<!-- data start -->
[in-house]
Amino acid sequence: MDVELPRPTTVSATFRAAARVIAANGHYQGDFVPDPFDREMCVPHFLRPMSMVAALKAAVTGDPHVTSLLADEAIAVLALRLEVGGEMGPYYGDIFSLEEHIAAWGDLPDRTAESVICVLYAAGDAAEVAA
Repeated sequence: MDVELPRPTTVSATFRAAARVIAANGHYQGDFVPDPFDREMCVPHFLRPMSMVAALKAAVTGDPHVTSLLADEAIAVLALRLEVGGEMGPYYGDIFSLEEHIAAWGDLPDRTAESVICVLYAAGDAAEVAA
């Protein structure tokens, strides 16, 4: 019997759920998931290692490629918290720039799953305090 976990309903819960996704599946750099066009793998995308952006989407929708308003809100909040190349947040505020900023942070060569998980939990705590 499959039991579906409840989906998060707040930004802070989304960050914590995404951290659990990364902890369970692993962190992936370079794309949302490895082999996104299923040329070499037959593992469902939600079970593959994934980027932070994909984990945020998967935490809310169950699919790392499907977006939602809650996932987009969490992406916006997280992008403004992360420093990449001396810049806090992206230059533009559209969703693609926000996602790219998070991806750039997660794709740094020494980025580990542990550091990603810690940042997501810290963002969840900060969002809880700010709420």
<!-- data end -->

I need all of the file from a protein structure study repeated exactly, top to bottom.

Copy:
[in-house]
Amino acid sequence: MDVELPRPTTVSATFRAAARVIAANGHYQGDFVPDPFDREMCVPHFLRPMSMVAALKAAVTGDPHVTSLLADEAIAVLALRLEVGGEMGPYYGDIFSLEEHIAAWGDLPDRTAESVICVLYAAGDAAEVAA
Repeated sequence: MDVELPRPTTVSATFRAAARVIAANGHYQGDFVPDPFDREMCVPHFLRPMSMVAALKAAVTGDPHVTSLLADEAIAVLALRLEVGGEMGPYYGDIFSLEEHIAAWGDLPDRTAESVICVLYAAGDAAEVAA
């Protein structure tokens, strides 16, 4: 019997759920998931290692490629918290720039799953305090 976990309903819960996704599946750099066009793998995308952006989407929708308003809100909040190349947040505020900023942070060569998980939990705590 499959039991579906409840989906998060707040930004802070989304960050914590995404951290659990990364902890369970692993962190992936370079794309949302490895082999996104299923040329070499037959593992469902939600079970593959994934980027932070994909984990945020998967935490809310169950699919790392499907977006939602809650996932987009969490992406916006997280992008403004992360420093990449001396810049806090992206230059533009559209969703693609926000996602790219998070991806750039997660794709740094020494980025580990542990550091990603810690940042997501810290963002969840900060969002809880700010709420």